Author: Andrea Chesman
Publisher: Storey Publishing, LLC (2007)
For those who follow my food blog, What Smells So Good?, it goes without saying that my family and I are big gardeners. Where we excel at organizing, spacing, weeding and digging, we fall short in terms of using our bounty to it’s full potential. Those who wait eagerly for the first farmer’s market to open, or the ground to thaw enough to put in those first few seedlings, are often beset by gluts of produce which without proper attention rot and become compost. Thankfully, with the upswing of gardening and local eating’s popularity has also resulted in a rise in the number of guides – not for growing the foods, but for eating them. One of these welcome additions to the bookshelf is Andrea Chesman’s piece Serving Up the Harvest: Celebrating the Goodness of Fresh Vegetables, a 512-page guide to almost everything veggie-lovers need (or want) to know.
Chesman takes a thoroughly seasonal approach to the inclusions in Harvest, using not simply the four “standard” quadrants of the year but the transitional periods – Spring into Summer, Early to Mid-Summer, Mid- to Late Summer, and Fall into Winter – to organize the crops by “readiness”. Within each chapter readers will find produce in alphabetical order, from more commonly available vegetables like carrots (p.360) and zucchini (p. 168) to fairly obscure Jerusalem artichokes (p. 386) and fennel (p. 258). Even the ugly celery root (p. 202) and much maligned okra (p. 266) find a place in Harvest, with recipes that will entice even the strongest skeptic to look for them on their next grocery run. A piece titled “Height of the Season” completes each season, a veritable menu of recipes that make use of prime combinations from that period. Chesman opens each individual crop’s section with a quick reference page, featuring information on seeding and harvesting, preparation techniques, cook times and nutrition. The most beneficial inclusion on this page is arguably the “math” – or equivalency – of volume to weight to actual units of vegetable – helping any cook to convert recipes based on what they have on hand regardless of owning a scale. Mouthwatering recipes follow, from simple “Roasted Brussels Sprouts” (p. 343) to a gourmet, Gruyere-laden “Roasted Leek Tart” (p. 408) and the unusual but delicious “Zapplesauce” (p.182). Thanks to the four “Well-Stocked Pantry” pages making up the first chapter, no recipe is made unapproachable, even for everyday “home” cooks who don’t grow their own.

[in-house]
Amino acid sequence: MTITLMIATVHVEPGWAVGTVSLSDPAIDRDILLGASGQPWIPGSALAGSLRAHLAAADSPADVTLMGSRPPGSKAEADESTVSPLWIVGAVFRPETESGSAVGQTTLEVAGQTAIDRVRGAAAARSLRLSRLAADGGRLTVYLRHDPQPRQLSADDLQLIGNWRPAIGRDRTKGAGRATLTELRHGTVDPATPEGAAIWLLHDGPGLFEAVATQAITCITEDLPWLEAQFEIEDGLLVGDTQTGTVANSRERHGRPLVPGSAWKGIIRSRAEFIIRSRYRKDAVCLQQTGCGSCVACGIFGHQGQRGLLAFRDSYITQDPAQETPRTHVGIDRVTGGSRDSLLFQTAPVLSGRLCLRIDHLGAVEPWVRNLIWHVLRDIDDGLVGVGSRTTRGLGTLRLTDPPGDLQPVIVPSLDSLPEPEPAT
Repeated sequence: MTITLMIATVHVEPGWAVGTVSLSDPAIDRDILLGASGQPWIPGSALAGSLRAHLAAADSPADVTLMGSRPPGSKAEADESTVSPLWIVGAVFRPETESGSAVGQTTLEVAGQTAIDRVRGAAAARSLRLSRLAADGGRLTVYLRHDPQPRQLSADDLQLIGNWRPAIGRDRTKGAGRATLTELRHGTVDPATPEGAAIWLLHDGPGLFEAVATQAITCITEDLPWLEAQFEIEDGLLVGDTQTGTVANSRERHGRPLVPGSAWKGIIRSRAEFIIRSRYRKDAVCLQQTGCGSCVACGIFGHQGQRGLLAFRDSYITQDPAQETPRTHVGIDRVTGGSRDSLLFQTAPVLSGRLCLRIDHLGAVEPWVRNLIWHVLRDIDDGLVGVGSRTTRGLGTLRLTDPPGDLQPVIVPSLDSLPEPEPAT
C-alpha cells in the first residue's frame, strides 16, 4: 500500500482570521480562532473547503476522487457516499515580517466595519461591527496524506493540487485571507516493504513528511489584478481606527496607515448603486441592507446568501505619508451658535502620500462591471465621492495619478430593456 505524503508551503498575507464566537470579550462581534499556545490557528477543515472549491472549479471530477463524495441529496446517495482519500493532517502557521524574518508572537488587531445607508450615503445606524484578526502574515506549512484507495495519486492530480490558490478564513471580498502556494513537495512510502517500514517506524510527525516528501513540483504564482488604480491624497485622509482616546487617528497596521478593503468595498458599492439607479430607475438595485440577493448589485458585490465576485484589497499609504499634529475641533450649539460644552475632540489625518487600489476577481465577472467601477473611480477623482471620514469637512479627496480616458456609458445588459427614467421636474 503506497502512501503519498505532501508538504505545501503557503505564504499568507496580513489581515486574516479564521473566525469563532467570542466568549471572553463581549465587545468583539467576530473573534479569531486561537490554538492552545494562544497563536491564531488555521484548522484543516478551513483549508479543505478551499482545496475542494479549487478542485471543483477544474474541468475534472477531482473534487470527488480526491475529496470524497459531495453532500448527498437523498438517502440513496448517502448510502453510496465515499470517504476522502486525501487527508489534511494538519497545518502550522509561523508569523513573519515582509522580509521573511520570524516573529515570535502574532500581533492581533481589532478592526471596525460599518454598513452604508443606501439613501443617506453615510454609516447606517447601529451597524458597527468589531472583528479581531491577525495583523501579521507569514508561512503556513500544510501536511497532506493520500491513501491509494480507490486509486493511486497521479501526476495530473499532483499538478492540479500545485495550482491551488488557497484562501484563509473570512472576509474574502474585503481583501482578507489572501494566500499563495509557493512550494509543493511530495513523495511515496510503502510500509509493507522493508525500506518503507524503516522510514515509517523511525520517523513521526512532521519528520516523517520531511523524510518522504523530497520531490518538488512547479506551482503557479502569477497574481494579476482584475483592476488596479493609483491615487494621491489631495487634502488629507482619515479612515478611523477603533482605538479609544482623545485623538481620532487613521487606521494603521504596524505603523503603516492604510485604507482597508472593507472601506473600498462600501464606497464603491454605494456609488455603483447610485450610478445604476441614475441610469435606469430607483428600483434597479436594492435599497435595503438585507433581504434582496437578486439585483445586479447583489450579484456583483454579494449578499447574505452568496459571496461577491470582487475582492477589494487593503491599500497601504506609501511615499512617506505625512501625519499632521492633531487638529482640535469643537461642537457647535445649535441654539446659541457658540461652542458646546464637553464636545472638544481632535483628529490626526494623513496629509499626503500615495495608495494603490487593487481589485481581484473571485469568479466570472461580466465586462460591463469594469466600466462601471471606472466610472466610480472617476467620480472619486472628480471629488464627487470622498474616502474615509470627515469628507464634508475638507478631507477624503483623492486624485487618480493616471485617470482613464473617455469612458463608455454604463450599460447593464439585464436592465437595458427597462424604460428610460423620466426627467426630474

Chesman even manages to address the most basic of cooking methods in Harvest, along with “Master Recipes” for gratinée, roasted, sautéed, grilled, stir-fried, tempura and various noodle applications for the vegetables to follow. For the tail end of the growing year, when gardeners are most often beset by too much of a bounty, a handy guide to “Preserving the Harvest” (p. 473) includes pointers on drying, canning, freezing and cold-storing. All the recipes are enclosed at the end of the book in a vast index, along with a resource guide and supplier list. I only wish that an index of the types of recipes was also included in Harvest’s pages, as it would make it that much easier to embrace the seasonal wealth.
Harvest is also a compilation of personal stories from Chesman and those she admires. Far from being a textbook, her non-recipe articles include a piece on “Plant a Row for the Hungry” (also called “Grow a Row, Give a Row”) (p. 280), the use of a home garden as a dating tool (p. 390) and a Massachusetts’s CSA as a produce source for both paying consumers and the local Food Bank (p. 74). For those who never gave gardens a second thought, these tales are inspiring, and for seasoned green thumbs will re-ignite the passion that started their hobby.
It shows in Serving Up the Harvest: Celebrating the Goodness of Fresh Vegetables that Andrea Chesman is undoubtedly a mistress of both garden and writing. Her thorough, creative and engaging exposure to the delights of gardening is more than welcome in a world with a struggling economy. Her equally varied and useful approach to choosing and enjoying the fruits of your land and labour is the gateway to a way of eating that any and everyone should embrace: more produce, more often, in any way possible.
Available on Amazon